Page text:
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The Business Analysis: Why Your Company's Future May Depend on It

Aug 18, 2007
Once a year you should do a thorough analysis or review of your company to make sure you are staying on track. As a general outline you can follow these 10 categories:

1)Management and Administration: your strategy, supervision, delegation, accountability, accounting, human resources, payroll and benefits, risk, legal, cost controls, decision making, growth, data and records, responsibilities

2) Operations/Production: your processes, standards, labor, tools, equipment, parts, facilities, materials, vendors, independent contractors

3) Sales and Marketing: how to find prospects that become your customers; sales presentation and marketing materials

4) Technology and Applications: how can technology be utilized to optimize your key company functions; hardware, software, industry specific applications

5) Company Culture: how your company is perceived by your employees, customers, vendors and the local and cyber communities; what is management willing and capable of doing. How are training, learning and education perceived? How is your image and morale?

6) Priorities and Budgets: what is most important, when is it needed and how much does it cost; cash flow management

7) Short and Long Term Goals: short term is within a year; long term is next 1-10 years. Where do you plan to be?

8) Execution: what do you need, how will you carry out your plan and how you will monitor your progress toward your goals

9) Ongoing Development: what reviews and new developments are necessary to maintain growth and improve?

10) Overview and Summary: the big picture or how your business model matches your goals; what are your short and long term strengths, weaknesses and opportunities.

The list above does not include everything but it does cover the basics. Remember that every business is unique so the challenge is to find out what applies to your business.

Here are a few more pointers before you begin:

A) Most businesses find it impossible to be objective about themselves so they look for an outsider. The analyst is neither an employee, friend nor relative. This prevents one's self interest from influencing the final report.

B) Request that your outside analyst tell you what you need to know and not what you would prefer to know. Don't waste your time and money if you don't really want to know. Also ask why bother if you won't change anything once you do know.

C) Make sure your analyst interviews your key people and submits a written, detailed report. If they don't interview your people, how will they know? If you hide things from the analyst you will get back a skewed perspective which will be reflected in the final report.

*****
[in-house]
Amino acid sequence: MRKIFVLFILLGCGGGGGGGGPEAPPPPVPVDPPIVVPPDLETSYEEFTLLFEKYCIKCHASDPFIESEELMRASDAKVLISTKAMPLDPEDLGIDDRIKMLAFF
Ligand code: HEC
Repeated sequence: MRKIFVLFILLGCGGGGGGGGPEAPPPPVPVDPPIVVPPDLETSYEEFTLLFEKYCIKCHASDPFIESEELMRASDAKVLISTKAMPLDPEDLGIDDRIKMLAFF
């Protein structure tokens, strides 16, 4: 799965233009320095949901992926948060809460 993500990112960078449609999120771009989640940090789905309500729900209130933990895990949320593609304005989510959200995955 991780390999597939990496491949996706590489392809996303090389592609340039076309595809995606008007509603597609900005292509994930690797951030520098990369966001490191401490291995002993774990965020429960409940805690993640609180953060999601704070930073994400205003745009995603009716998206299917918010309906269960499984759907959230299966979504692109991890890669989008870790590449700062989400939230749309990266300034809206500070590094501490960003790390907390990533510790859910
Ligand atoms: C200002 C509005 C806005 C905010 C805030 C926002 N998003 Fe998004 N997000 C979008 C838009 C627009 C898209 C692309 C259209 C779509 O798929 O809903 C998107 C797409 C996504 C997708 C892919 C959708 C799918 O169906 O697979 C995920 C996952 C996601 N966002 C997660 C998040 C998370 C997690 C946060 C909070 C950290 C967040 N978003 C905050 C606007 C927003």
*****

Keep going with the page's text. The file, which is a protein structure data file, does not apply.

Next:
D) When reviewing the report, ask questions until you clearly understand each point. If you do not understand something then the report will be of less value for you and your company. A good analyst will answer your questions and not ridicule you. A really good analyst will chastise you for not doing what you really should be doing.

What is the net result? Unfortunately some businesses actually go through the process of a business analysis and then ignore the observations and suggestions. This of course makes no sense.

What does make sense is to take the results of your business analysis and modify your current business plan to make it more effective. This is what a business analysis is all about; this is what is in it for your company.

From the analysis you can focus on those activities which will have the biggest impact and results such as increasing sales or reducing costs. Also look for improvements that are free, cost little and can be done quickly.

The biggest obstacle to improvement and growth is overcoming that initial inertia; if you remember your physics, "an object at rest tends to stay at rest." The business analysis provides the ideal platform from which you can get going if you stay consistent with your plan and focus, focus, focus.

And that can also make things a lot more fun, too!
About the Author
Jack D. Deal is the owner of Deal Business Consulting 831-457-8806. aRelated articles may be found at http://www.jddeal.com and http://www.freeandinquiringmind.typepad.com
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